“As each airline’s ecommerce website is unique, the data strategy deployed must be diverse and tailored,” asserts Lie. “It is vital to work with airlines and help them make use of all the data that is there on their respective websites.”

Lie says airlines can tap on smarter solutions that can customised unlimited data collection to maximize its fraud prevention, automation and false positive reduction capabilities.

“For instance, passive biometrics data including mouse cursor movements, keystrokes, words per minute or activity data including wishlists, purchase history or even seemingly insignificant data points like whether or not the user has chosen to subscribe to the newsletter can all be relevant information collected and used.

With the data collected, airlines can churn the data through various permutations and combinations to identify potential fraud patterns that may be left behind by fraudsters, who have made micro-changes between transactions in one coordinated fraud attack to trick the system. Using real time pattern recognition, even micro-changes can be proactively identified and tagged to the same fraud pattern group,” explained Lie.

“We should not be overly concerned about how each data point may contribute to the fraud analysis on its own, or with collecting as much data as possible, but rather on how the data collected may be used in a relevant manner. After the point of data collection, airlines have to amplify and triangulate the data, analysing the data through multiple permutations and combinations so as to better understand the fraud patterns left behind by fraudsters in their attempt to brute force the system.”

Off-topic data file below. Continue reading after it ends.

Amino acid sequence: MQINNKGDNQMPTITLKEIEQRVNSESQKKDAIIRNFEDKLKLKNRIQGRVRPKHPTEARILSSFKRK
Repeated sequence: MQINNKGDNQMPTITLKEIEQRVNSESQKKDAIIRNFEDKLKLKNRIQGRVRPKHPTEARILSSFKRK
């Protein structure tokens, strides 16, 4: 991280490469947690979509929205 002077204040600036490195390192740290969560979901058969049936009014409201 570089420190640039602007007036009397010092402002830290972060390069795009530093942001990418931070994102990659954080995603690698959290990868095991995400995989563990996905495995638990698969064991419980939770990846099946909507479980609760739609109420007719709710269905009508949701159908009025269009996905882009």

Counting on data for new types of fraud

It is imperative for airlines to sharpen their fraud prevention strategy, as it is just not about credit card fraud or payment-related anymore. So rather than only securing payments, there is also need to protect accounts and monitoring loyalty miles claims.

So how should an airline go about allocating resources for overall fraud management? Where do airlines tend to fall short?

Travel e-commerce entities need to apply big data and real time machine learning not only on securing payments, but also for securing accounts and monitoring loyalty miles claims.

“Using the same real-time machine learning techniques and behavioural analysis, the core fraud screening technology used for securing payments can be applied to securing accounts and monitoring loyalty miles claims as well. Similarly, data about the user can be collected from the airline’s website, including his/ her behaviour on the website or what he/ she does on the website,” mentioned Lie. “With an effective automated fraud management solution that eliminates the need for manual reviews and thus the need for heavy human labour, airlines can in fact save much more resources on fraud management.”